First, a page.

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Tripartite top guns speak about divisions

On Thursday, the general secretaries of the ANC, Gwede Mantashe, the South African Communist Party (SACP), Blade Nzimande and trade union federation Cosatu, Zwelinzima Vavi, shared the stage at nursing union Denosa’s seventh national congress in Boksburg, East of Johannesburg. 

Although curt and diplomatic, the three top guns of the alliance gave contrasting diagnosis so as to what led to the divisions in Cosatu and the alliance. 

Mantashe was up first. Nurses present at the conference gave him a lukewarm reception, but listened to his speech nonetheless. 

His message was clear: Don’t blame us for your problems. 

“If Cosatu does not implement congress resolutions don’t look for a scapegoat in the ANC,” Mantashe told delegates. 

He said the ANC had no business in Cosatu besides the fact that it was part of a joint struggle against apartheid. 

“Wake up, do your work, you are a trade union movement … Don’t look for someone to blame. Unity should not be negotiated.”

Divorce in the alliance
In his somewhat scattered address, Mantashe appeared to take issues raised by metalworkers union Numsa and Vavi. 

He mentioned that some people were anticipating the divorce of the alliance. 

“There will be no divorce between the alliance because there was no marriage on a piece of paper. We fought together.”

Numsa has called for Cosatu to break away from the alliance. 

On the contentious issue of labour brokering and the friction as a result between the ruling party and the trade union federation, Mantashe said it was an “imaginary fight”.

He said the law had outlawed temporary work for more than three months. 

But it was on leadership struggles in Cosatu where Mantashe was the harshest. “We have a situation where secretary generals manipulate things … they make presidents irrelevant.”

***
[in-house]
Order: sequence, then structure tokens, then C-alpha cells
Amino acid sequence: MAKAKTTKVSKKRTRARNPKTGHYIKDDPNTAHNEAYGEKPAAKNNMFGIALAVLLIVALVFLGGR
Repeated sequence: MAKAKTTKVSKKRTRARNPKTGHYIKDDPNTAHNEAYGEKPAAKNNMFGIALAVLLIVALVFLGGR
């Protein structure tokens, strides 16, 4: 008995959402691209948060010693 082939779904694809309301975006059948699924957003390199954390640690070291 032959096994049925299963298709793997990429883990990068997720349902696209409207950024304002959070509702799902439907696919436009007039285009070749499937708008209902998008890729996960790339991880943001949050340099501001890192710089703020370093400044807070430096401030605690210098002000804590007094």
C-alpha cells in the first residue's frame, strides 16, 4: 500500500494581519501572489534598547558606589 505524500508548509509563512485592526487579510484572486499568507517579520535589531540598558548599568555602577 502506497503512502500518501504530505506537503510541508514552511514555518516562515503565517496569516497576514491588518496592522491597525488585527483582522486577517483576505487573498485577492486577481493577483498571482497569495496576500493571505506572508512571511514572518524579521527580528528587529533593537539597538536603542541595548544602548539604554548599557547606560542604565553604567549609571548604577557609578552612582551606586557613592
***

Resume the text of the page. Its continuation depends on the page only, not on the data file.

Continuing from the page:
No interference
When Nzimande took to the podium the delegates were a little more receptive to him but not overly enthusiastic. He did not hold back. 

“There would be no Cosatu today if there was no worker organisation led by the SACP,” Nzimande said. 

He said upfront that the SACP did not want to interfere in Cosatu but would continue commenting on it. 

This appeared to be in response to allegations by Numsa that the SACP was responsible for the divisions in Cosatu. 

Nzimande further took a jab at Numsa saying that if they left the alliance the union would inevitably split. 

“Any union which wants to walk away from the alliance will divide itself.”

‘Cosatu weaker than ever’
But the star of the day was Vavi himself who received a raucous welcome by the delegates. 

He said Cosatu was weaker than ever. “I am extremely exhausted and unable to sleep because of the palace politics and boardroom shenanigans that have sidelined the interests of the general membership.” 

Vavi did not hold back from taking a dig at his opponents in the ANC, SACP and Cosatu. 

“Workers will start to walk away when leadership slaughters one another,” he said. “It is time to fix our house … to avoid reducing this federation to irrelevance.”  

He said Cosatu, the SACP and the ANC was not more important than South Africa. “As much as we love the ANC and the SACP… and the alliance they are not more important than South Africa and the country.”

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